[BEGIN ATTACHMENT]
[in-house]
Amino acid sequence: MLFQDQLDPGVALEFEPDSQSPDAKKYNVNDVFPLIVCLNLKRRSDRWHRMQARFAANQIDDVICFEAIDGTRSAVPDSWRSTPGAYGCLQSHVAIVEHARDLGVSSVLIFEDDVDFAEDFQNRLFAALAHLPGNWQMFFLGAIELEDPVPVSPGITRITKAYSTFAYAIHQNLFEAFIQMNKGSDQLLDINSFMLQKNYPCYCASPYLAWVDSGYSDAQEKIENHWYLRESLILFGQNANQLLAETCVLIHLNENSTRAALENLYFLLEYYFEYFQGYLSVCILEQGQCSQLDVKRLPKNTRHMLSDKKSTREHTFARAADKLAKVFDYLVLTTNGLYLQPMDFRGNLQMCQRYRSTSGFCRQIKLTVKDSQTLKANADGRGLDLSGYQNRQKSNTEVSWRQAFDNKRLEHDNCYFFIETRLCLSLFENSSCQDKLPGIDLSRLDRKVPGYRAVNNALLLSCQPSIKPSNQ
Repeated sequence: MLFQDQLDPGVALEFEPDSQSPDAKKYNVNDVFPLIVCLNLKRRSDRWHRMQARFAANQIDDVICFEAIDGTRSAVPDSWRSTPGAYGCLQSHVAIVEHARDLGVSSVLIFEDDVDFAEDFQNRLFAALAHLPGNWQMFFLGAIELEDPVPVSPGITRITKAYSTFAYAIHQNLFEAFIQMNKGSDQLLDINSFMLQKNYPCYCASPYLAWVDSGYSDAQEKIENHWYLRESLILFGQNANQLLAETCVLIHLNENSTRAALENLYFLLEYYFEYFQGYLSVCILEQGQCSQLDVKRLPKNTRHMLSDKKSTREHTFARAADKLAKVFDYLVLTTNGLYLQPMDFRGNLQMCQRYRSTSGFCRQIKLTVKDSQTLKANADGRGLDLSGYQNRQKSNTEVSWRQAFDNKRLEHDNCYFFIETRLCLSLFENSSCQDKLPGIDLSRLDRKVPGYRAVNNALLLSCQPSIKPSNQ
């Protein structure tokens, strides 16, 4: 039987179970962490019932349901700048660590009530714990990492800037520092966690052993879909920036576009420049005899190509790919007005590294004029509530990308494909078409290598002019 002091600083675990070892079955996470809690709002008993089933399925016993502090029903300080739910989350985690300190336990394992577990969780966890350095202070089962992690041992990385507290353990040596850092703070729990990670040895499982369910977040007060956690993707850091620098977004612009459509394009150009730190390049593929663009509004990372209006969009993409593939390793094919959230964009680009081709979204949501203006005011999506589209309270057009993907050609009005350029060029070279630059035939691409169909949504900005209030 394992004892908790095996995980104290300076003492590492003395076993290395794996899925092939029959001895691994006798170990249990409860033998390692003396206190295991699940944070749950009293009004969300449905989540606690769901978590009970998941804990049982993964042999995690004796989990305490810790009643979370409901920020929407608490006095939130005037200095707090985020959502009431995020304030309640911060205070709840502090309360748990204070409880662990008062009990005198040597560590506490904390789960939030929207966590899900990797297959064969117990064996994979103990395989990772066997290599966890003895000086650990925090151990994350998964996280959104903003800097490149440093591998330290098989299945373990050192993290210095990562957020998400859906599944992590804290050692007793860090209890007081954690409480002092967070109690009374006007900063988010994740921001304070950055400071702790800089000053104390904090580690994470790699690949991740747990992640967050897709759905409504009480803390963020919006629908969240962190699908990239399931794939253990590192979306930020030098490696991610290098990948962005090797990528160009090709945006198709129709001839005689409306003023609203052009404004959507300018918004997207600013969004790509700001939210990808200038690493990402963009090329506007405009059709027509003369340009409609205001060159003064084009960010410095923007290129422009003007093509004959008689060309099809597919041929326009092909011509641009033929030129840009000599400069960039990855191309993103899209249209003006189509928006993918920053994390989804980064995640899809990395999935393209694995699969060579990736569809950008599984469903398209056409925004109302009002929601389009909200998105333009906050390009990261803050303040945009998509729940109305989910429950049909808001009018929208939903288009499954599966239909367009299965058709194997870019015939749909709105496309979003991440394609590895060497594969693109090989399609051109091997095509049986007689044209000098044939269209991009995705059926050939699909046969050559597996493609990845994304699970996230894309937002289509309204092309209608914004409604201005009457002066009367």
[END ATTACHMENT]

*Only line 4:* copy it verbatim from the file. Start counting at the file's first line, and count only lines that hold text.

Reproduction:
């Protein structure tokens, strides 16, 4: 039987179970962490019932349901700048660590009530714990990492800037520092966690052993879909920036576009420049005899190509790919007005590294004029509530990308494909078409290598002019 002091600083675990070892079955996470809690709002008993089933399925016993502090029903300080739910989350985690300190336990394992577990969780966890350095202070089962992690041992990385507290353990040596850092703070729990990670040895499982369910977040007060956690993707850091620098977004612009459509394009150009730190390049593929663009509004990372209006969009993409593939390793094919959230964009680009081709979204949501203006005011999506589209309270057009993907050609009005350029060029070279630059035939691409169909949504900005209030 394992004892908790095996995980104290300076003492590492003395076993290395794996899925092939029959001895691994006798170990249990409860033998390692003396206190295991699940944070749950009293009004969300449905989540606690769901978590009970998941804990049982993964042999995690004796989990305490810790009643979370409901920020929407608490006095939130005037200095707090985020959502009431995020304030309640911060205070709840502090309360748990204070409880662990008062009990005198040597560590506490904390789960939030929207966590899900990797297959064969117990064996994979103990395989990772066997290599966890003895000086650990925090151990994350998964996280959104903003800097490149440093591998330290098989299945373990050192993290210095990562957020998400859906599944992590804290050692007793860090209890007081954690409480002092967070109690009374006007900063988010994740921001304070950055400071702790800089000053104390904090580690994470790699690949991740747990992640967050897709759905409504009480803390963020919006629908969240962190699908990239399931794939253990590192979306930020030098490696991610290098990948962005090797990528160009090709945006198709129709001839005689409306003023609203052009404004959507300018918004997207600013969004790509700001939210990808200038690493990402963009090329506007405009059709027509003369340009409609205001060159003064084009960010410095923007290129422009003007093509004959008689060309099809597919041929326009092909011509641009033929030129840009000599400069960039990855191309993103899209249209003006189509928006993918920053994390989804980064995640899809990395999935393209694995699969060579990736569809950008599984469903398209056409925004109302009002929601389009909200998105333009906050390009990261803050303040945009998509729940109305989910429950049909808001009018929208939903288009499954599966239909367009299965058709194997870019015939749909709105496309979003991440394609590895060497594969693109090989399609051109091997095509049986007689044209000098044939269209991009995705059926050939699909046969050559597996493609990845994304699970996230894309937002289509309204092309209608914004409604201005009457002066009367």